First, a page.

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Value and Risk Management in construction UAE Essay

An Evaluation of Current and Potential Future Application of Value and Risk Management into Construction Project Management Professional Services in the Construction Sector in the UAE

Abstract: The UAE had an unprecedented boom in its construction sector between 2004 and 2008. This ended during the international financial crisis of 2008. As a result, the UAE Prime Minister issued a decree requiring all contractors to use green principles in construction projects.

The high-end construction market responded by adopting stronger VRM practices. The state of VRM in the UAE is that it is growing in prominence. However, the professionals in the area are very few. In many cases, external consultants provide VRM services. The future of VRM in the UAE requires better training for undergraduate engineers, to supplement the efforts of the existing postgraduate VRM professionals.

General Structure of the Paper

This paper has two main sections. The paper includes a literature review covering the essential background of both value management and risk management, and the result of the combination of the two, into value and risk management. The paper also presents the findings of a survey conducted to determine the VRM awareness levels of professionals in the construction sector in the UAE. The paper concludes by presenting the conclusions obtained in answer to the problem statement.


The UAE is a regional leader in the application of VRM principles. This paper seeks to examine the issues that have an impact on VRM practices in the UAE and the implications of these issues for the future. The period between 2004 and 2008 will remain etched in the memory of the UAE as the heyday of the construction industry.

In that time, value management did not command much respect because investors in the construction sector did not demand efficiency in their projects. They favored fast pace construction over cost management. The result of this attitude is that the UAE is now home to some of the most energy intensive skyscrapers in the world.

Value and risk management is slowly finding its place in the construction sector. The rules have changed. It is no longer survival for the swiftest in the UAE, but survival of the fittest. This article examines the current state and future opportunities of value management in the UAE.

VRM in the UAE

In any business, value comes from business processes. The professional process of ensuring that a certain process yields maximum value for the stakeholder at the least cost is value management . The definition of value in this case is not just the financial value. Rather it is value in the context of the balanced scorecard, which covers the financial value, value from internal processes, value for the customer in question, and value in terms of transferable experience for the contractor .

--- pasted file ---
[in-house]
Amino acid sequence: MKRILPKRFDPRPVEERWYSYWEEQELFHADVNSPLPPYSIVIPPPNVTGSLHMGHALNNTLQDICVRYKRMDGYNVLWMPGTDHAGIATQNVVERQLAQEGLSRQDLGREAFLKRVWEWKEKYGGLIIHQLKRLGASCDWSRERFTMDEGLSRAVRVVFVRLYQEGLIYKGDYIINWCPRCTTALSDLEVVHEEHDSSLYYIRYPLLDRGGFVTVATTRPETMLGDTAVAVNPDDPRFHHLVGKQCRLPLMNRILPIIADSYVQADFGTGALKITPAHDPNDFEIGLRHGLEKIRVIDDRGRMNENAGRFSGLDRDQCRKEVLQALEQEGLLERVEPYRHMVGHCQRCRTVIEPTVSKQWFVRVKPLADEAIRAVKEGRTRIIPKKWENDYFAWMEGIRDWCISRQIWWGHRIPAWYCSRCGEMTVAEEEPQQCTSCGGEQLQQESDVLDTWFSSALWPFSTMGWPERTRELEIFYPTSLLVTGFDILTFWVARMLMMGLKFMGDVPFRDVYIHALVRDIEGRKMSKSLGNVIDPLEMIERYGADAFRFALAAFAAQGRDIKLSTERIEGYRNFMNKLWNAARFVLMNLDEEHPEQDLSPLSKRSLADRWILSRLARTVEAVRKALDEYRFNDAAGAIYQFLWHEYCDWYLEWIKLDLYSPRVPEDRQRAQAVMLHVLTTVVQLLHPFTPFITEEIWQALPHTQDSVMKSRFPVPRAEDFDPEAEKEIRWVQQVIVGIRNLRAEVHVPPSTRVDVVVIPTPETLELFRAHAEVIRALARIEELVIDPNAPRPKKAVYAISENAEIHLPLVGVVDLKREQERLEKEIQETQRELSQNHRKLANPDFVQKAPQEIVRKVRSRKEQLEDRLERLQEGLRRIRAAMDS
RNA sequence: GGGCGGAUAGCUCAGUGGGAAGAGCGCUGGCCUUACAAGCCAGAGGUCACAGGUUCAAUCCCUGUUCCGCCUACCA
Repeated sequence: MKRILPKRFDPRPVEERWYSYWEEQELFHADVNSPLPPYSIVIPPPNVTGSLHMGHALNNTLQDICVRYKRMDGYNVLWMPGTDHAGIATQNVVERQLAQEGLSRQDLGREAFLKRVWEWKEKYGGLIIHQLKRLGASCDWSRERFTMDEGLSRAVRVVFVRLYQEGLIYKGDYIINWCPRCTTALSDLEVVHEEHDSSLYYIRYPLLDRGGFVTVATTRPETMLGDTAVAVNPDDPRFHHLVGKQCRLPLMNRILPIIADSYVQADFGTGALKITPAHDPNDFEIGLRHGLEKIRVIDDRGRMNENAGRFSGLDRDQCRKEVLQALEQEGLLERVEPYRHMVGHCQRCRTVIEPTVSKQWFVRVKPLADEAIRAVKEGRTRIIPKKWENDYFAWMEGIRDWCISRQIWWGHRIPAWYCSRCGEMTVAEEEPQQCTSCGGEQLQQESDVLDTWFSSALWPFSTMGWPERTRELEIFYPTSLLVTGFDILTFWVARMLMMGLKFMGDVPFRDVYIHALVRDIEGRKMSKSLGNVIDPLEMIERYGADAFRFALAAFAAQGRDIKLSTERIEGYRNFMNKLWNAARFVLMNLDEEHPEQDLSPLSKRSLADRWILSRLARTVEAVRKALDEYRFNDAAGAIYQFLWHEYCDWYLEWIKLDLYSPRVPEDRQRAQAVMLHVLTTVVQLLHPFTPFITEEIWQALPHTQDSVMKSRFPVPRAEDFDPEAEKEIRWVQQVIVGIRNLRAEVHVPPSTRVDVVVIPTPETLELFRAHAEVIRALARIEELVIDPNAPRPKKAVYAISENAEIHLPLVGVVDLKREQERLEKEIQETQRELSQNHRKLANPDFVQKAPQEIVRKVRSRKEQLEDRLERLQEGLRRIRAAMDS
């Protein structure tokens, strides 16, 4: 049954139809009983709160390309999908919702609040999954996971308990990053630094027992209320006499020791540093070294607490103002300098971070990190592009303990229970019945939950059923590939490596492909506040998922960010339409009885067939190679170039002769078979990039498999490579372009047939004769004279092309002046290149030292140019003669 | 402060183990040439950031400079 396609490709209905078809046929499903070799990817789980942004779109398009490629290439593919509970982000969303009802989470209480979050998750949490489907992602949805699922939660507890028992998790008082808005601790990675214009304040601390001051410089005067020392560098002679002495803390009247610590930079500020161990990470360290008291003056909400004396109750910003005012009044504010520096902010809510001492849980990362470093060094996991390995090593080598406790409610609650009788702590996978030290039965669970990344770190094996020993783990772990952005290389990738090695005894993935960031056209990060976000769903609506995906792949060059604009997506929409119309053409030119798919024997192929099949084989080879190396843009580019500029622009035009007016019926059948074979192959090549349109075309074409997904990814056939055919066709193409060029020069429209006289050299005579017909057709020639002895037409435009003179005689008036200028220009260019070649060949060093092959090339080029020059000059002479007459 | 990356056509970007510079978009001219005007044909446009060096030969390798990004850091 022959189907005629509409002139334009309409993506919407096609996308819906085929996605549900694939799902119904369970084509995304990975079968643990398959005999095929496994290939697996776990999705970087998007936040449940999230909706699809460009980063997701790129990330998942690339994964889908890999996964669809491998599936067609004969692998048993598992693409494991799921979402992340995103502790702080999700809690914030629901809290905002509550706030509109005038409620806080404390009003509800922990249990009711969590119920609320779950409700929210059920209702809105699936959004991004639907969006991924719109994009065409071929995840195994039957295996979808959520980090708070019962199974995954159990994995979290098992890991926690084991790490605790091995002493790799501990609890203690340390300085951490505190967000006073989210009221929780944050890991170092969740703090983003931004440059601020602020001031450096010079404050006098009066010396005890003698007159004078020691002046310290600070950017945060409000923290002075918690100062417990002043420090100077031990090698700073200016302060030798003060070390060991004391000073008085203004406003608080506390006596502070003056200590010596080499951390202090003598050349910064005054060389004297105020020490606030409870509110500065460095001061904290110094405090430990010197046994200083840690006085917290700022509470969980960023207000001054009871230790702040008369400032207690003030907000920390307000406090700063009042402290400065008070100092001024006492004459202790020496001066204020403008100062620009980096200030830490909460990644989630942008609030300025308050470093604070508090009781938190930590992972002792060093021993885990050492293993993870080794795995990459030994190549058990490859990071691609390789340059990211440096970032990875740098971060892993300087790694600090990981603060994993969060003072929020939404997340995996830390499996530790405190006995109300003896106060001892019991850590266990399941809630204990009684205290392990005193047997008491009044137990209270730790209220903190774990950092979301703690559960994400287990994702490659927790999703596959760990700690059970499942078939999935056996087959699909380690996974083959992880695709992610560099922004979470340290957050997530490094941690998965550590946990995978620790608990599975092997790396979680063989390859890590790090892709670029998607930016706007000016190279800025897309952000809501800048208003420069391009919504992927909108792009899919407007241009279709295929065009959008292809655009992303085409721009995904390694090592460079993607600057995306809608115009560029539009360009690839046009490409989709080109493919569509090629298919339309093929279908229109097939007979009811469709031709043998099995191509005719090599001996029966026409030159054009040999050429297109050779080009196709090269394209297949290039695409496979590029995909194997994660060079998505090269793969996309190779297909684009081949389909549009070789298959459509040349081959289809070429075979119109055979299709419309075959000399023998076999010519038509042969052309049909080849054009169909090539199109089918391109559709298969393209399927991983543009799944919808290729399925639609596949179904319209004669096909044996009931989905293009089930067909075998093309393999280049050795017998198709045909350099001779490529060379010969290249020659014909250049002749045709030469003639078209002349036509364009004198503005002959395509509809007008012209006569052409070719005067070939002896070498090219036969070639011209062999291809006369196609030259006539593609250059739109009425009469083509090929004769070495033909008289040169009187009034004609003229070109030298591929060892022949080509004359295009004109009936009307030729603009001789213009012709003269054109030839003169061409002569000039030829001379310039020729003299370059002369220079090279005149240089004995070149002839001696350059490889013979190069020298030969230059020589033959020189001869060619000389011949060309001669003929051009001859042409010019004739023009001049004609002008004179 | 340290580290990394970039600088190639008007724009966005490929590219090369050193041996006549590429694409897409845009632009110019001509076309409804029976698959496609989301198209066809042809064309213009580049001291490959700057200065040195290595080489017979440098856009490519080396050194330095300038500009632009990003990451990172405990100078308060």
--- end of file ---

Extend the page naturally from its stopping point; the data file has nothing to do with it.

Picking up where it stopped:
On the other hand, risk management is an active process of finding potential events or circumstances that can affect the progress of a project if they take place during the life of the project . The occurrence of risk must be uncertain. Otherwise, the event ceases to be a risk. Risks associated with the construction sector range from material defects to industrial action by workers. The cost of many construction projects is very high.

This creates the need to manage risks as effectively as possible. Risk management involves the identification of potential events that will trigger the risk and determining the probability of occurrence of that event. After that, the risk manager quantifies the impact of the occurrence of risk-causing event on the project in terms of loss of life, time, money, and business opportunities.

It is possible to view risk management as a specialized form of value management because risk can erode the value of a project. It serves a preventative purpose. Value management on the other hand aims at increasing value from the processes by reducing costs or increasing the utility of the outcomes of the project .

According to Karim, Berawi, Yahya, Abdul-Rahman, and Mohamed (2007) the value management process has three stages namely, value planning, value engineering and value analysis. Value planning takes place during the planning phase of the project. Value engineering occurs during construction, while value analysis takes place after the construction phase.

Value analysis helps in the establishment of measures to ensure that the value gained during the value engineering process lasts throughout the useful life of the building. The risk management process involves risk identification, analysis, response, and monitoring . Risk identification and analysis take place during the planning of the project at the same time as value planning. Risk monitoring takes place throughout the active life of the project.

The construction teams use risk indicators to monitor the risks. Risk response depends on whether the risk events take place or not. If a risk occurs, risk response takes place. The amalgamation of risk management (RM) and value management (VM) into risk and value management (RVM) comes from the relative similarity of the objectives of these two aspects of construction management. Focusing on RM only can erode value while focusing on VM only can introduce high risks to the project .